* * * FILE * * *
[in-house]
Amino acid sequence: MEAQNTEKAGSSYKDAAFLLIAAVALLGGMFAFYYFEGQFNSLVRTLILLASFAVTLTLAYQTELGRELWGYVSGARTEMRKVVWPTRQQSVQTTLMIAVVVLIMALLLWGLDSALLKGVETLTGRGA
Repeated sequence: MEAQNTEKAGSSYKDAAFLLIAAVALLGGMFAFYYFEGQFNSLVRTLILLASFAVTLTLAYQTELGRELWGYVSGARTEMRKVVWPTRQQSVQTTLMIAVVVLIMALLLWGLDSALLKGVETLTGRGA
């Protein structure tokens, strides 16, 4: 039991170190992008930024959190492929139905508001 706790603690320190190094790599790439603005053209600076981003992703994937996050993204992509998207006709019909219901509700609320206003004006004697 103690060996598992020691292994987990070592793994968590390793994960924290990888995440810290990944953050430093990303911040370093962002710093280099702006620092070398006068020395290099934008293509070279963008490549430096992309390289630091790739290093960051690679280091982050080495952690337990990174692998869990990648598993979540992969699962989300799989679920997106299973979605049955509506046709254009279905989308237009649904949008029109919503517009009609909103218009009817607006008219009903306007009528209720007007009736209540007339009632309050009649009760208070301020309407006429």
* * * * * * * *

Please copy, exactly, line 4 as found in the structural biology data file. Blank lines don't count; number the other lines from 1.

């Protein structure tokens, strides 16, 4: 039991170190992008930024959190492929139905508001 706790603690320190190094790599790439603005053209600076981003992703994937996050993204992509998207006709019909219901509700609320206003004006004697 103690060996598992020691292994987990070592793994968590390793994960924290990888995440810290990944953050430093990303911040370093962002710093280099702006620092070398006068020395290099934008293509070279963008490549430096992309390289630091790739290093960051690679280091982050080495952690337990990174692998869990990648598993979540992969699962989300799989679920997106299973979605049955509506046709254009279905989308237009649904949008029109919503517009009609909103218009009817607006008219009903306007009528209720007007009736209540007339009632309050009649009760208070301020309407006429």